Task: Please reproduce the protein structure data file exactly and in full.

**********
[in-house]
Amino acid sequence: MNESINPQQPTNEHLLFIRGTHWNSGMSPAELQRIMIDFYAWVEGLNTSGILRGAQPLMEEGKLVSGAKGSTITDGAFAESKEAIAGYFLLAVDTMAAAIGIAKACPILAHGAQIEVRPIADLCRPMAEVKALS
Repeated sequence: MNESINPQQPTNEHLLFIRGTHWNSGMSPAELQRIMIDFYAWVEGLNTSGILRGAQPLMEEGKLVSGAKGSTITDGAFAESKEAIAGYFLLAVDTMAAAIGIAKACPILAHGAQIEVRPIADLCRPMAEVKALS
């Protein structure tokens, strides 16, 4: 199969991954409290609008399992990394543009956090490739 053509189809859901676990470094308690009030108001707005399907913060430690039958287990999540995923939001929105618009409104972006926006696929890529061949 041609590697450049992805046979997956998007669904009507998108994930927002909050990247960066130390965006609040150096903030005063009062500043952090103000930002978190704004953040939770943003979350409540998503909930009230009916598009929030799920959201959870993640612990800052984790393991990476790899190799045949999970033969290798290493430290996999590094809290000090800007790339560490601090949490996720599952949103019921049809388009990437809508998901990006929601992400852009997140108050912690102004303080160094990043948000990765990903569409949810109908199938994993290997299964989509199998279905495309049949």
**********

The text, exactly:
[in-house]
Amino acid sequence: MNESINPQQPTNEHLLFIRGTHWNSGMSPAELQRIMIDFYAWVEGLNTSGILRGAQPLMEEGKLVSGAKGSTITDGAFAESKEAIAGYFLLAVDTMAAAIGIAKACPILAHGAQIEVRPIADLCRPMAEVKALS
Repeated sequence: MNESINPQQPTNEHLLFIRGTHWNSGMSPAELQRIMIDFYAWVEGLNTSGILRGAQPLMEEGKLVSGAKGSTITDGAFAESKEAIAGYFLLAVDTMAAAIGIAKACPILAHGAQIEVRPIADLCRPMAEVKALS
């Protein structure tokens, strides 16, 4: 199969991954409290609008399992990394543009956090490739 053509189809859901676990470094308690009030108001707005399907913060430690039958287990999540995923939001929105618009409104972006926006696929890529061949 041609590697450049992805046979997956998007669904009507998108994930927002909050990247960066130390965006609040150096903030005063009062500043952090103000930002978190704004953040939770943003979350409540998503909930009230009916598009929030799920959201959870993640612990800052984790393991990476790899190799045949999970033969290798290493430290996999590094809290000090800007790339560490601090949490996720599952949103019921049809388009990437809508998901990006929601992400852009997140108050912690102004303080160094990043948000990765990903569409949810109908199938994993290997299964989509199998279905495309049949």